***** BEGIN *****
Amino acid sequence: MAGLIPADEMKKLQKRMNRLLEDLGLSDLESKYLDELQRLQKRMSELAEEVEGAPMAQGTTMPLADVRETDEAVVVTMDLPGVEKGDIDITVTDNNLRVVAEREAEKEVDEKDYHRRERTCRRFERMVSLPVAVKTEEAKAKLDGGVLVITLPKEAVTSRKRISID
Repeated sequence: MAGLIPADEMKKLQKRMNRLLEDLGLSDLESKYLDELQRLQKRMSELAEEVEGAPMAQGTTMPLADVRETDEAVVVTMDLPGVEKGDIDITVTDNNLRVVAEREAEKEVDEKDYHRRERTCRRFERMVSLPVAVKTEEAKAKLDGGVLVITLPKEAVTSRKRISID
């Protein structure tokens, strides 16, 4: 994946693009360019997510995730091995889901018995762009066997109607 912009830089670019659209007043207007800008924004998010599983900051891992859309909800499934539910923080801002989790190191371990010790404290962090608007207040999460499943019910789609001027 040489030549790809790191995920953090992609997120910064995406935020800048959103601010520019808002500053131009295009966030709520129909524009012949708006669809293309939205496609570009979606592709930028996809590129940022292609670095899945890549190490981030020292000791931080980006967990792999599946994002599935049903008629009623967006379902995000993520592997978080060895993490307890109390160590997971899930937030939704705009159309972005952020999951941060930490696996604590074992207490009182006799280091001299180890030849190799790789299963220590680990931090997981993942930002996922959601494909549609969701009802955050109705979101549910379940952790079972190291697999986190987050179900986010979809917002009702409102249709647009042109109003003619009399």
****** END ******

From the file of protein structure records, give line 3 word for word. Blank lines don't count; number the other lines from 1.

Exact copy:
């Protein structure tokens, strides 16, 4: 994946693009360019997510995730091995889901018995762009066997109607 912009830089670019659209007043207007800008924004998010599983900051891992859309909800499934539910923080801002989790190191371990010790404290962090608007207040999460499943019910789609001027 040489030549790809790191995920953090992609997120910064995406935020800048959103601010520019808002500053131009295009966030709520129909524009012949708006669809293309939205496609570009979606592709930028996809590129940022292609670095899945890549190490981030020292000791931080980006967990792999599946994002599935049903008629009623967006379902995000993520592997978080060895993490307890109390160590997971899930937030939704705009159309972005952020999951941060930490696996604590074992207490009182006799280091001299180890030849190799790789299963220590680990931090997981993942930002996922959601494909549609969701009802955050109705979101549910379940952790079972190291697999986190987050179900986010979809917002009702409102249709647009042109109003003619009399």